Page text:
Raw ingredients for bean cake, eggs, melted butter, beans and melted chocolate, ground almonds, pot of honey

The cast assembled (clockwise from top): eggs, pot of honey, melted chocolate over a drained tin of butter beans, ground almonds with baking powder and melted butter.

Blend up:

  • 1 tin of cooked beans (butter/kidney/black – unsalted, drained)
  • 4 eggs
  • 100 – 150g ground almonds
  • 6 tablespoons of coconut oil or (melted) butter
  • 1 teaspoon baking powder
  • 1/2 teaspoon baking soda plus natural flavouring (spice, essence, ginger, vanilla etc)
  • 1/2 cup sweetener

Lightly grease baking tin. Bake 180° 30 – 40 mins-ish.  

I omitted the 1/2 tsp of baking powder, using instead an extra egg (5 eggs in total). I used organic eggs and butter for extra nutritional value (and guaranteed high animal welfare standards).  As sweetener, I used half a jar of honey for low-glycemic slow release sweetness (no one noticed honey taste at all).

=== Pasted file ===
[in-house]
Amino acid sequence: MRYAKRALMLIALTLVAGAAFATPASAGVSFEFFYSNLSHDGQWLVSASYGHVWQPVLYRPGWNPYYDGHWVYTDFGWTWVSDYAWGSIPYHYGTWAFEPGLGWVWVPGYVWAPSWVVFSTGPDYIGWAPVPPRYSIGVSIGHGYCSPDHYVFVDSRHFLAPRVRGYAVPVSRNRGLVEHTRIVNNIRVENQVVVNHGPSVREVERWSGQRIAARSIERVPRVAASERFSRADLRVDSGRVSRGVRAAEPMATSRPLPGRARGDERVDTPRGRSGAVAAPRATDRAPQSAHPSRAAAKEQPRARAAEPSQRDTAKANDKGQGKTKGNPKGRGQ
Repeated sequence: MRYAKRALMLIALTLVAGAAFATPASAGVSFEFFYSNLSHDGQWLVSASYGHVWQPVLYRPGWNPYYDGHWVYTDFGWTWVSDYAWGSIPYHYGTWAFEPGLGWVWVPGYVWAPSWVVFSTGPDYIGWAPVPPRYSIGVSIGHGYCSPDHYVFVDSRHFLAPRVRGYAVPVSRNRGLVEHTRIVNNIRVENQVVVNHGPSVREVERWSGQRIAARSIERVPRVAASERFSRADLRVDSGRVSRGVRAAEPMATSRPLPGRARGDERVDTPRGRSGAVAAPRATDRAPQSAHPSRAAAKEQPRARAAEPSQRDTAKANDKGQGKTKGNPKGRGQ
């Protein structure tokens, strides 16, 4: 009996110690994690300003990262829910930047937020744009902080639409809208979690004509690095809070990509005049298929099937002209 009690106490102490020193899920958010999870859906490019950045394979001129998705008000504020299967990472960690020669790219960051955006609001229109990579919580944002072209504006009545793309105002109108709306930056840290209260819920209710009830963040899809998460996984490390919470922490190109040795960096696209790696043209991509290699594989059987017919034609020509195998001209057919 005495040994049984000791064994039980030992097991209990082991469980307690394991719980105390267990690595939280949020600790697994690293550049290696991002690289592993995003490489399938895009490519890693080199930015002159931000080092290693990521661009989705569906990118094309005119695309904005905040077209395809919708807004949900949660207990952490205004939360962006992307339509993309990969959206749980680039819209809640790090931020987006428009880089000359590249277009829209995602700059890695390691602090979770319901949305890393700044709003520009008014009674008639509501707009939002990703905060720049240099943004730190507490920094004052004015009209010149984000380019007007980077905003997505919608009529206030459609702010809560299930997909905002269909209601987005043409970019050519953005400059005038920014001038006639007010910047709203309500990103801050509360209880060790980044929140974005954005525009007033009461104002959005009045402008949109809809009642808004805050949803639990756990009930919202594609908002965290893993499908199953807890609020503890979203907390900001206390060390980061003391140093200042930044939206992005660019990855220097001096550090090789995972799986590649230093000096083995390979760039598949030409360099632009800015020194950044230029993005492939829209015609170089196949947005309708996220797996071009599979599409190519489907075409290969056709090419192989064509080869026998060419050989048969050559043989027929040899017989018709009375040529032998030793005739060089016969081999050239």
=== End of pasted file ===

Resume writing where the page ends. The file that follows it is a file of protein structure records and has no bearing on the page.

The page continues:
For flavouring, I used a 150g bar of Green & Black’s organic dark chocolate, melted in a pan over another pan of boiling water, and blended into the cake mix. I also dribbled melted Green & Black’s chocolate on the cooled cake.

Cake mixture in fluted tin belonging to my grandma

I blended all the ingredients together with my trusty £20 hand-blender and poured the cake mixture into a fluted tin that once belonged to my grandmother. (When my mother gave me her cake tins recently, she said: “It feels like the royal abdication.”).

 

I served the cake with Biona organic sour cherries from a jar for the adults.
Slice of chocolate bean cake with unsweetcherries from a  jar
 

 

 

Everyone who tasted the cake pronounced it a success.